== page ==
BBC Ouch 27th August 2007
The other week I was a little offended by a newspaper article describing me as someone who “has to use a wheelchair and has somewhat drawled speech.” My initial reaction was to think, “If I’d wanted a diagnosis of my medical condition I’d have gone to my GP, not a comedy reviewer!”
I guess we all have our own ways to describe our medical conditions that we feel comfortable with – and ‘somewhat drawled speech’ certainly isn’t one of mine! I’d have sooner they’d written about my comedy material instead.
And yet, as much as we hate being labelled, I think if we were honest with ourselves, deep down all of us would confess to a certain amount of curiosity around other people’s impairments. Human nature seems to demand that we assign labels to everyone around us, even though it’s wrong to do so. Even some of the most die-hard, political disability activists I know are not averse to a quick game of “Guess What’s Wrong With The Person Sitting Over There”, every once in a while.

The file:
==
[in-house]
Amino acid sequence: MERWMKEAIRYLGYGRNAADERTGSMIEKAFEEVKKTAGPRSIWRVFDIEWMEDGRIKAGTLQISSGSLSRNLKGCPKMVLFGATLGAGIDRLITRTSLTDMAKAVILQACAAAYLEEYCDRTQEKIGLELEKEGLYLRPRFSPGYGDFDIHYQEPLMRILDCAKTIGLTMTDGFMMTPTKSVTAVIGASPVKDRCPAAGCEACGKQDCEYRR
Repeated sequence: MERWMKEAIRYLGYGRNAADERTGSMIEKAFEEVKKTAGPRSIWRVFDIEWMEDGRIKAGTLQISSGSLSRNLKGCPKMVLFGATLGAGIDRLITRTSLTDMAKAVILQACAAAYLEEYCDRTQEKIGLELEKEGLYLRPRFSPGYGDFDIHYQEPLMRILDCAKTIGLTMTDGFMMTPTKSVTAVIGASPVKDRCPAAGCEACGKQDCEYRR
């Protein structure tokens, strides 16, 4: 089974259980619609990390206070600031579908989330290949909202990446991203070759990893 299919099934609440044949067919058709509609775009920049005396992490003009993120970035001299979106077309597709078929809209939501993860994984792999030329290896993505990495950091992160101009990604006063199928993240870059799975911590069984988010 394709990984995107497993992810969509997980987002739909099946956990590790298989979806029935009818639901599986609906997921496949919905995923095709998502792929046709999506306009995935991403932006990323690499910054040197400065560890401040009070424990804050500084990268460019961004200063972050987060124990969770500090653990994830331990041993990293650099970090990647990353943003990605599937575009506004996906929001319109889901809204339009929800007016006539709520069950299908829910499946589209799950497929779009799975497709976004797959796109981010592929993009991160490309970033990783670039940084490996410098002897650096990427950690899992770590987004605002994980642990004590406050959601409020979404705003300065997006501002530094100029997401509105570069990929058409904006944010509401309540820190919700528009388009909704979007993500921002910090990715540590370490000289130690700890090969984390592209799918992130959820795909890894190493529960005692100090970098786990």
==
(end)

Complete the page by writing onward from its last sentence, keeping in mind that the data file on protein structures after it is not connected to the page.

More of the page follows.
As I’ve worked on my stand up act recently, I’ve come to realise that telling an audience I have cerebral palsy early on in my set, actually has the effect of putting them at ease. It’s as if I’ve answered some big, unspoken question that they were all thinking but no one dared ask me. I’d previously naively thought that the nature of my impairment was blatantly obvious to anyone who met me.
Of course this natural curiosity extends to other human attributes. At the moment I’m obsessed with Facebook, the social-networking website, as it enables me to look up the profiles of people I know to see what their sexual preference is. For example, the other day I used it to confirm my theory that a friend of mine is bisexual – something that I’d never have the guts to ask them directly. It’s not that I need to know this information or will treat them any differently because of it, it’s just that my sheer insatiable nosiness demanded that I find out.
If only Facebook asked people to declare their impairments as well… I’d never be off there.
Some people take this whole labelling business way too far, however. A few years ago a friend who’s a disability rights campaigner was working at the Tory party conference. Upon approaching a certain MP to get support for her organisation’s campaign on disability and labelling, she was met with a response along the lines of: “It’d be so much easier if they all wore badges displaying what’s wrong with them. It would stop people like me putting my foot in it!”
You can’t help but feel sorry for them, can you?